Caring with Communities
“Integration authorities need to shift resources, including the workforce, towards a more preventative and community-based approach. Even more importantly, they must show that this is making a positive impact on service users and improving outcomes.” (Health and Social Care Integration, Audit Scotland. 2015)
At the end of 2015 a report by Audit Scotland on the preparedness of public sector partners to be operating as Integrated Authorities from 1st April 2016 concluded its’ Summary Recommendations with this assertion. So, amongst all the demands of forming Integrated Authorities there is a clear message that everyone involved must be looking towards working models which are community based and focused on prevention.
Indeed, this fits with the narrative in Scotland on the Scottish Approach (..to policy making, and more recently, in relation to evidence) which “seeks to put citizens and community interests at the heart of public policy” (The Scottish Approach to Evidence, Carnegie UK & Alliance for Useful Evidence. 2017).
Between the times of both these reports, three Integrated Authorities have engaged with the National Development Team for Inclusion (NDTI) to see how Community-led Support delivers in relation to placing Health and Social Care at the heart of communities. Both the Scottish Government and Healthcare Improvement Scotland have been alongside this journey, keen to see the impact and whether it embeds a focus on prevention and on utilising community assets. Sharing such evidence will be hugely beneficial to the other twenty eight Integrated Authorities.
Lessons so far
On 16th March 2017 in Edinburgh, the three partnerships (East Renfrewshire, South Ayrshire and Scottish Borders) gave updates on their early experience of adopting the Community-led Support model. The event was co-hosted by Healthcare Improvement Scotland, NDTI and the Guardian Newspaper. It was really encouraging to hear some of the key messages coming through:
- Third sector feedback that while the model brought very real challenges and a level of uncertainty for the immediate future, there was a very strong sense of how positive it was to be at the table and able to exert some influence as the partnership navigates what are in fact shared challenges.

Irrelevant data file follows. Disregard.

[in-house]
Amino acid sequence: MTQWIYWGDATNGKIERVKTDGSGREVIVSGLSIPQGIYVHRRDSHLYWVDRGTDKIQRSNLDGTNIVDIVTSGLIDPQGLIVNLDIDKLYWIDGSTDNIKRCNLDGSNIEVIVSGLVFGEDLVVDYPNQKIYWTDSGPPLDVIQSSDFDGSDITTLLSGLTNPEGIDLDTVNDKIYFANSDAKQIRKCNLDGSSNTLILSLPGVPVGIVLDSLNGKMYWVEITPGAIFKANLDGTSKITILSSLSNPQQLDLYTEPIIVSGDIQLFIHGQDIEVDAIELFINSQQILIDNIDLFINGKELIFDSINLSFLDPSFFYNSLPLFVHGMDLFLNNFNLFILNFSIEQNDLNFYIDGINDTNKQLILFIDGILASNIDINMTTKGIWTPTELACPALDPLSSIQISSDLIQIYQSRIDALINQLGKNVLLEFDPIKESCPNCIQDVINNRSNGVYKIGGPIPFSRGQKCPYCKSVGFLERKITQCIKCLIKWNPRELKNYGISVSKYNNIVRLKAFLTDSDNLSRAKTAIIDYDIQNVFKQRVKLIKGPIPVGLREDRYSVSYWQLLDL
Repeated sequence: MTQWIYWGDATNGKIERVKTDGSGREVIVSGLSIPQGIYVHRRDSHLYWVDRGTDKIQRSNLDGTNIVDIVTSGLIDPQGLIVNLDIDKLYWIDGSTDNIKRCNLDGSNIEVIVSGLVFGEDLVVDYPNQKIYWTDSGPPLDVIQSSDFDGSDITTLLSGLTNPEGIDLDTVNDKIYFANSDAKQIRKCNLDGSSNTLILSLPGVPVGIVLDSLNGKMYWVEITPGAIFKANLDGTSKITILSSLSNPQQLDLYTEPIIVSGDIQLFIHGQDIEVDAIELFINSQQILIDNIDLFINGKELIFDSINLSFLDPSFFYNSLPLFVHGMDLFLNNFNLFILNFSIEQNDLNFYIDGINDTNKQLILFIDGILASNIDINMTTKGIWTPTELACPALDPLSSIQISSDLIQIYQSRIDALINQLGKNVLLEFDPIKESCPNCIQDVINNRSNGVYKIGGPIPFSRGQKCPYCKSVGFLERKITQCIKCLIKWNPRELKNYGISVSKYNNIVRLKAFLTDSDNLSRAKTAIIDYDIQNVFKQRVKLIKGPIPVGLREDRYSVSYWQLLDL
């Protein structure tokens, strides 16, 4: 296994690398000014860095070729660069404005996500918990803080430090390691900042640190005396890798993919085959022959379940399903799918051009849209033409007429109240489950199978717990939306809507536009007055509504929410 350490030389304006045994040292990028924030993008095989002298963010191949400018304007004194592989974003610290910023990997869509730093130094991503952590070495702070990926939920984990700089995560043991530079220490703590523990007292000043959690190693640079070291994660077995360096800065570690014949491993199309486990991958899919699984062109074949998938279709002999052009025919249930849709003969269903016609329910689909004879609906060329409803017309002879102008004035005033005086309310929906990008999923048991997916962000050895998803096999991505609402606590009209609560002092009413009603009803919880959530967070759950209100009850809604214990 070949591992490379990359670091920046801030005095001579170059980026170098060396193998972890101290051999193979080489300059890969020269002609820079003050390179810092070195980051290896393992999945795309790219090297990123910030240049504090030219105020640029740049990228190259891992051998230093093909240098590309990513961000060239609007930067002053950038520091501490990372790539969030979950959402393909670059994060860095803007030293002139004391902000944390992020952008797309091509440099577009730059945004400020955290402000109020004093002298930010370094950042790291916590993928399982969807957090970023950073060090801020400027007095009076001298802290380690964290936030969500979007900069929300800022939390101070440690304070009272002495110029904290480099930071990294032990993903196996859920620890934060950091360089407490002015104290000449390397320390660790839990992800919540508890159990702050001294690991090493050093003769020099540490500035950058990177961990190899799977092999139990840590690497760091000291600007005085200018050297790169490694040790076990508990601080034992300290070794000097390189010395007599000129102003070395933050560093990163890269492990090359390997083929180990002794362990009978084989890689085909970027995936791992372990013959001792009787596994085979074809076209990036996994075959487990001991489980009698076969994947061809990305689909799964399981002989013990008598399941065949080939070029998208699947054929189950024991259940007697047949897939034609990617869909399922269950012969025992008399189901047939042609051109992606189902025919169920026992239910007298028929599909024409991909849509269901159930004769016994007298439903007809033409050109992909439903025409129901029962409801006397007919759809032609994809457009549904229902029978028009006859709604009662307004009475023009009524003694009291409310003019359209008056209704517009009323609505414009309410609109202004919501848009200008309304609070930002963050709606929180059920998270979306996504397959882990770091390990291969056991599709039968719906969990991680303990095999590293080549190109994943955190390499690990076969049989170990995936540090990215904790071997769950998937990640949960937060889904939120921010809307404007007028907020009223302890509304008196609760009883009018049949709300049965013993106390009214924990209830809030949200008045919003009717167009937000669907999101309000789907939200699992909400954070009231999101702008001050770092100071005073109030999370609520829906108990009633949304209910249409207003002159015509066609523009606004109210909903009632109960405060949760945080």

- Public sector feedback indicating that Community-led Support, rather than being something New and Additional, was in fact a way of bringing together existing good practice under an umbrella which simply helps these parts work much better together
- A very real appetite to reduce bureaucracy, and indications that not only was this desirable, it was and is possible, without sudden and unmanageable risk.
- Community voices expressing their hopes and fears and, like the third sector organisations, really pleased to have a voice in the planning conversations and a greater degree of influence than they have previously felt.
- A true sense of collaboration amongst all those involved, both within partnerships but also across all three partnerships and the respective national agencies. In other words Community-led Support is modelling the organisational and individual behaviours that it hopes to engender in local communities
So Community Led Support has started well across the three Integrated Authorities and is already showing the promise of being able to deliver on the goals set out by Audit Scotland and also through the Scottish Approach. All three areas have engaged their local communities effectively and are at varying stages of translating that engagement into a more asset based approach to both Social Care and Health services. But more significantly still, there is evidence of using Community Development and Empowerment and delivering on these agendas offers real opportunity to make the move a sustainable one.